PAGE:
Mistake Other Chemicals for Alcohol
DUI Breath alcohol testing machines also detect non-alcohol
compounds, which they frequently mistake for alcohol. Among
the compounds most commonly mistaken for alcohol are ethylene,
toluene, nitrous oxide, diethyl ether, acetonitrile and isopropanol.
The presence of any of these compounds in the DUI suspect’s
lung tissue will likely cause a false, or falsely high, blood
alcohol reading. We find that people frequently ingest these
compounds at work or in other environments where the chemicals
27. Low-Carb Diets Can Cause
Falsely High DUI Breath Test Readings
A DUI suspect on a low-carb diet may generate an erroneously
high blood alcohol reading from the DUI breath testing machines.
On a high-protein diet, the body produces ketosis as it burns
stored body fat for energy (a process that has produced dramatic
weight loss for many adherers to Adkins-style diets).
Consumption of carbohydrates (such as alcoholic beverages) during
ketosis can cause the body itself to produce a substance called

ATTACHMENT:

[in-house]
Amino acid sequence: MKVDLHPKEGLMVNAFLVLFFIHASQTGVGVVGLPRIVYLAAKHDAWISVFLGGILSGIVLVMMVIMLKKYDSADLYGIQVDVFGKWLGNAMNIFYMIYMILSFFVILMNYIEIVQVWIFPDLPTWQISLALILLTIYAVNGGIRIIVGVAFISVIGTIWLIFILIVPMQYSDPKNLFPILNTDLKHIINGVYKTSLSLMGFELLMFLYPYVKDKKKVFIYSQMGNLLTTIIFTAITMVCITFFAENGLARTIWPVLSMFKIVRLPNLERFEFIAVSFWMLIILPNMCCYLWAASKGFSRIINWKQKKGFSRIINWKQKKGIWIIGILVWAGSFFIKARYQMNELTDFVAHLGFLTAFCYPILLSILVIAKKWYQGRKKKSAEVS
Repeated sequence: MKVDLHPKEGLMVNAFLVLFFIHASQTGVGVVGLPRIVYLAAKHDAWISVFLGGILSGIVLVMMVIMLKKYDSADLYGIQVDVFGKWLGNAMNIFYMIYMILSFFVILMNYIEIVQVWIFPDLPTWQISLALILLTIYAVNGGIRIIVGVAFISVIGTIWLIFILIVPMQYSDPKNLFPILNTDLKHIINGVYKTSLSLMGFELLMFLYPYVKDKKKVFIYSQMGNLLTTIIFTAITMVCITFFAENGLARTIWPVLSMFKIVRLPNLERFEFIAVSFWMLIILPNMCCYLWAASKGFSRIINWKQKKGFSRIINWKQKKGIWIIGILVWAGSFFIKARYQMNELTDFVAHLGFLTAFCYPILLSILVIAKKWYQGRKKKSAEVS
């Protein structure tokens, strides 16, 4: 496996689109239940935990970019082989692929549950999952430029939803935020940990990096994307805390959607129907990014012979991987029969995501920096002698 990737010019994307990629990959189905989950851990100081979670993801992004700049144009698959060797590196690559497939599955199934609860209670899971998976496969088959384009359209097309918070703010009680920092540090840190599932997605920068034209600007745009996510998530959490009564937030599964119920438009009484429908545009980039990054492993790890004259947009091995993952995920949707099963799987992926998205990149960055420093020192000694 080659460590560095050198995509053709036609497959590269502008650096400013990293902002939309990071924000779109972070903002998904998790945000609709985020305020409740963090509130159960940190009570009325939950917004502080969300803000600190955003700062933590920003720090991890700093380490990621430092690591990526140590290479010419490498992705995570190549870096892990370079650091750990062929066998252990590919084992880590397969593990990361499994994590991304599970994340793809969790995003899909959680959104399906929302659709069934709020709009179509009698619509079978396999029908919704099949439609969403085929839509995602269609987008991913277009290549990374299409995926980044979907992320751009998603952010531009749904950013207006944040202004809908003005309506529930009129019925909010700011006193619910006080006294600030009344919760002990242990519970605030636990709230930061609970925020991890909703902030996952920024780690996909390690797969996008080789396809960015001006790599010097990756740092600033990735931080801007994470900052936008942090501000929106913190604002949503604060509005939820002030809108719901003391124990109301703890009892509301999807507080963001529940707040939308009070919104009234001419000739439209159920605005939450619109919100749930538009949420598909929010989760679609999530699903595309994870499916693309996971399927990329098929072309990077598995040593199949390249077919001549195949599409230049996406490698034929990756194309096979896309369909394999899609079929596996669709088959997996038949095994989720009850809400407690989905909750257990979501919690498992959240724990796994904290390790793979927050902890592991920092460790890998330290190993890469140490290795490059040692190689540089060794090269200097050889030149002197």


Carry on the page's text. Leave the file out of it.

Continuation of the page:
"isopropyl alcohol." Most DUI breath testing machines cannot
distinguish "isopropyl alcohol" from ethanol (the alcohol that
we drink and that causes impairment).
28. Breathing Techniques May
Alter Breath Test Results
Breathing techniques may produce falsely high breath test results.
A longer breath sample—more than 10 seconds—may generate a significantly
higher BAC reading because the machinery is calibrated to test
a 10 second sample. Additionally, a person who breaths shallow
or holds her breath may blow residual mouth alcohol, again producing
a higher reading than her true BAC. Hyperventilation may also
impair the test.
29. Breath Temperature May
Alter Breath Test Results